Dedicated to the Smagley Family, Nachman, Miriam, Yitzhak and Leah. Thank
you for inspiring this week's parshah sheet, and may Hashem grant you the
clarity and strength to go from level to higher level in Torah and mitzvos.
By the sweat of your brow will you eat bread . . . (Bereishis 3:19)
Wrong parshah you say? What does this concept from the early chapters of
Bereishis have to do with the early chapters of Bamidbar? Well, to begin
with, while listening to a tape by Rabbi Shimshon Pincus, zt"l, on Lag
B'Omer, I heard a very nice idea (actually many). The Talmud teaches that
it is as difficult to make a zivug as it was to split the Red Sea (Sotah
2a). G-d does both, and nothing is difficult for Him, so there are many
interpretations as to what the Talmud means.
One such interpretation is that, just as the sea was forced to act against
its nature by standing up and making walls of water, so too is it against
the nature of two strangers to marry one another and have peace. There are
so many differences, and so many things that don't show up in the marriage
until after the wedding, and yet they should act toward each other with
familiarity and complete trust?
Logically, not necessarily, but in actuality, most marriages still seem to
work out and many even excel. It doesn't happen overnight, but it happens,
and when it does, it is something of a miracle. However, Rav Pincus
provides a new insight into what the Talmud means here.
To begin with, as the Shem M'Shmuel explains, we were created to sing
shirah to G-d. As the Talmud states, if you sing shirah in this world,
then you will have the merit to sing shirah in the next world. Indeed, the
only thing that stopped Chizkiah HaMelech from bringing Moshiach after the
miraculous victory over Sancheriv's million-soldier plus army was his
failure to sing shirah after it! (Sanhedrin 94a)
One of the most famous shiros ever sung, one which we repeat every day of
the week as part of Pesukei d'Zimra, is the Shir Shel Yumm. It was the
special praise of G-d that Moshe led the Jewish people to sing after they
saw the Egyptians drowned in the very sea that had parted for them. So
overwhelming was the miracle and the relief of salvation that the Jewish
people were compelled to praise G-d. It was easy to sing shirah to G-d by
But how many people sing shirah to G-d about their spouses? Who could hear
it anyhow over the bickering, or the criticizing, or the complaining? A
miracle? What miracle? That we didn't kill each other last week?
A little cynical, perhaps. But the divorce rate is quite high these days,
even in the religious community, and the psychologists are booked solid
solving marital difficulties.
And, when was the last time you opened the fridge and then opened your
mouth in praise of G-d for what was inside? We've all heard the stories of
life in the "Old Country," and how meat was an impossible dream, even for
Shabbos. "Please," many children say today, "must I hear that story
again?" as they roll their eyes in disbelief.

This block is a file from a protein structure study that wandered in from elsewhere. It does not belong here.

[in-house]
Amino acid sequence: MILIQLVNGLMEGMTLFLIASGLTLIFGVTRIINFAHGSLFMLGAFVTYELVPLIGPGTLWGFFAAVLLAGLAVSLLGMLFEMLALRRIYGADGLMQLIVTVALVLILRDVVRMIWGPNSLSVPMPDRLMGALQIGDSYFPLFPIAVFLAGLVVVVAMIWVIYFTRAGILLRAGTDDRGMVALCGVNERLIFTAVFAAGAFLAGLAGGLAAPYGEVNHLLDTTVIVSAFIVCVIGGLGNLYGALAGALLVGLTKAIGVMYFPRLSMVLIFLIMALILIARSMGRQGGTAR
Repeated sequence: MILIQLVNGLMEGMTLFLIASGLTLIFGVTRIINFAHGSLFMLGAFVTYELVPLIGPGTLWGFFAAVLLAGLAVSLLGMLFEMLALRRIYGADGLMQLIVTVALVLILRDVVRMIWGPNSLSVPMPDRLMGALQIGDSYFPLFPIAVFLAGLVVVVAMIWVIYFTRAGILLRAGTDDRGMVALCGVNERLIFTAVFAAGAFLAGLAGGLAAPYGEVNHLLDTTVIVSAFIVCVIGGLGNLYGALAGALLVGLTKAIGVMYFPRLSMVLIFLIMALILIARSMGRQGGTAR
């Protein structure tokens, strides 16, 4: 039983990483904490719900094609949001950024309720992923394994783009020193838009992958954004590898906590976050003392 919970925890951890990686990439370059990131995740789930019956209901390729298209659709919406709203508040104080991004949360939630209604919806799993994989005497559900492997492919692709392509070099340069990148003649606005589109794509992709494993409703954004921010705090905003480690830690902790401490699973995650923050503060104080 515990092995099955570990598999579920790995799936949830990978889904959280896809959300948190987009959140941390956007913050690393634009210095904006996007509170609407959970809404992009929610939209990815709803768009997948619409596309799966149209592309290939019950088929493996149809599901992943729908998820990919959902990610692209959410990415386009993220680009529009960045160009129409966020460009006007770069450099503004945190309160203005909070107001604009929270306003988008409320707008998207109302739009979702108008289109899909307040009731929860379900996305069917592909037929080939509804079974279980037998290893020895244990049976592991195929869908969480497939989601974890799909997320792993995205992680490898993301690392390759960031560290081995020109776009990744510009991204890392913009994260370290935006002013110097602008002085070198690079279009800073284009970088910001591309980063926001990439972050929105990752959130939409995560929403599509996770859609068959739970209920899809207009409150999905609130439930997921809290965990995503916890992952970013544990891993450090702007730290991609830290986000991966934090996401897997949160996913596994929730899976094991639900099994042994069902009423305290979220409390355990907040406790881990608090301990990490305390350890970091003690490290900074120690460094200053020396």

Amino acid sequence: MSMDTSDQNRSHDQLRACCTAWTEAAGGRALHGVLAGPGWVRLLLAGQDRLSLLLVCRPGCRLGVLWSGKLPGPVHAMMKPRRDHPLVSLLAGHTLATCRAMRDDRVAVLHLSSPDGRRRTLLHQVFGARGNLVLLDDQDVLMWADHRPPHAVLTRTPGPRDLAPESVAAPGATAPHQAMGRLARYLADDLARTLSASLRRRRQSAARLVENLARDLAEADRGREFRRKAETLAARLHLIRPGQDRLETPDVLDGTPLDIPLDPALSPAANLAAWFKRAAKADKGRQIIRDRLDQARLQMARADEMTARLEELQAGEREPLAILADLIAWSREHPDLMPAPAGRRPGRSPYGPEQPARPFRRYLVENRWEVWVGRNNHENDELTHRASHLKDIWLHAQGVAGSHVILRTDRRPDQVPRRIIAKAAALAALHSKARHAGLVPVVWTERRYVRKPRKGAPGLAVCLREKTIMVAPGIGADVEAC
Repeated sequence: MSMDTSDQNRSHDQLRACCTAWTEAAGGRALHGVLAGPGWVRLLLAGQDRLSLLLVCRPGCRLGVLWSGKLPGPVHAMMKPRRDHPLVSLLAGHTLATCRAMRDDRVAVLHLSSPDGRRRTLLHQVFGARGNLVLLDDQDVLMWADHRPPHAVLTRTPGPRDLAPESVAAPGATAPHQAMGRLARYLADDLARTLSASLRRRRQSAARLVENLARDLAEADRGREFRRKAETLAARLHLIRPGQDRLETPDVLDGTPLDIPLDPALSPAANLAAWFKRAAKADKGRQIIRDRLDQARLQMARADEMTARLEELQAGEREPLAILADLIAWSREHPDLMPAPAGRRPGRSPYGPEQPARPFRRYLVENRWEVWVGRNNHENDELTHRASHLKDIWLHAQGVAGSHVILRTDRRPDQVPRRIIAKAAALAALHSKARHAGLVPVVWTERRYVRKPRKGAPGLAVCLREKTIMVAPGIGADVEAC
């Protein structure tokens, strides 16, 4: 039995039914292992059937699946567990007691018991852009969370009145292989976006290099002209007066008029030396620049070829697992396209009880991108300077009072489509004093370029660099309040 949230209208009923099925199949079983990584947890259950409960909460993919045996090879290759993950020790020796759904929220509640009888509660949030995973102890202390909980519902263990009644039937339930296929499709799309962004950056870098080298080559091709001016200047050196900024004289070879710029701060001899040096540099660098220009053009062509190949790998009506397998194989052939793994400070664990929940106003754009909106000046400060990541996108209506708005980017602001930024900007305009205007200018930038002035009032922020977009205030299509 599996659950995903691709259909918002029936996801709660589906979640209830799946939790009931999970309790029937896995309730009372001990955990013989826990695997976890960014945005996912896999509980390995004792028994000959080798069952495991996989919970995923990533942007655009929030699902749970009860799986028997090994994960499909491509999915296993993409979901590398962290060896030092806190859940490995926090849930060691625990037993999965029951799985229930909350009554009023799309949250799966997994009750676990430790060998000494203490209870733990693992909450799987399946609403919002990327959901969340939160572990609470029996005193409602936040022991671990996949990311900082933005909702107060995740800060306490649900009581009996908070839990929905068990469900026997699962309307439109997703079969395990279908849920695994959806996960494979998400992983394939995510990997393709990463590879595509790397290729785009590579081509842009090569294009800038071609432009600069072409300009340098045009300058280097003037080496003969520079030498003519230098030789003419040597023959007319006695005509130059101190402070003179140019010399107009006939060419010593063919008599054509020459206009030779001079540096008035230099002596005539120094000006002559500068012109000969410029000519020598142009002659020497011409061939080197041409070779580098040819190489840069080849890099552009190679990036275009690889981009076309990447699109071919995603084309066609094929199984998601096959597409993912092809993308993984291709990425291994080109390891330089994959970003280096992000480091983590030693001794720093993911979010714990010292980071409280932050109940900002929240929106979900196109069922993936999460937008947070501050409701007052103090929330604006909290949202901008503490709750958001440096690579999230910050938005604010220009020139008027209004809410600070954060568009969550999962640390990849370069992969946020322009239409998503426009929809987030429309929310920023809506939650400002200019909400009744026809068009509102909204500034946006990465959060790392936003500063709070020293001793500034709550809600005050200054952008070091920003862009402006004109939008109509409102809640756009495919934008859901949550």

How many open the fridge or the pantry, which is stocked quite well, only
to close it again and say in frustration, "There is nothing to eat in this
house!" They don't even realize that in a food shortage, every item on the
shelf would be worth plenty to them, and they would eat it with care and
Thus, the Talmud concludes:
A person's food is as difficult as the splitting of the sea. (Pesachim
That is, the simple miracle of food to eat goes largely unappreciated by
the average person, unless a miracle happens with it on the scale of the
splitting of the sea. Especially in a generation in which food is
plentiful for many, and so accessible, the ease of gashmiut (materialism)
has increased the difficulty of ruchniut (spirituality).
G-d told Moshe to say, "Tell the Children of Israel, 'If a man's wife
goes astray and acts deceitfully against him . . .' " (Bamidbar 5:11-12)
Which brings us to this week's parshah and the situation of the Sotah.
Ironically, the Torah equates one's wife with one's bread:
He left all that he had in Yosef's hands, [and] paid no attention to
anything except for the bread that he ate. (Bereishis 39:6)
EXCEPT FOR THE BREAD: This means his wife, but the Torah has used a
Is there a reason for this?
And what makes this really interesting is that the punishment for eating
from the Tree of Knowledge of Good and Evil was bread with difficulty:
By the sweat of your brow will you eat bread . . . (Bereishis 3:19)
And we think this is for having eaten from the forbidden fruit of the Tree
of Knowledge of Good and Evil. But, if you recall, when Adam defended his
actions by complaining to G-d:
"The woman You gave to be with me, she gave to me, and I ate."(Bereishis
Here he denied the good. (Rashi)
That is, when G-d created Chava and gave her to Adam as a wife, He meant
it as not only a good thing, but a great thing. Not only did Adam not
acknowledge this, he even rejected it by implicating G-d in the woman's
involvement in the sin. Something is wrong here - VERY wrong, and
apparently it has to do with the heart, something that apparently, Sefiros
HaOmer was meant to correct.
Indeed, last week, a student directed me towards an article titled, "The
Heart of the Matter," written by Rabbi Noson Weisz
In his article, Rabbi Weisz points out an interesting fact, namely that
there are THIRTY-TWO words in advance of the first appearance of the word
tov - good, in the Torah. In Hebrew, the number 32 is written Lamed-Bais,
which spells the word heart. Thus, Rabbi Weisz concluded:
"The 33rd word in the Torah is the Hebrew word tov, meaning 'good.' It
refers to the light that was G-d's first creation: G-d saw that the light
was good (Genesis 1:4). The 32 previous words of creation, equaling the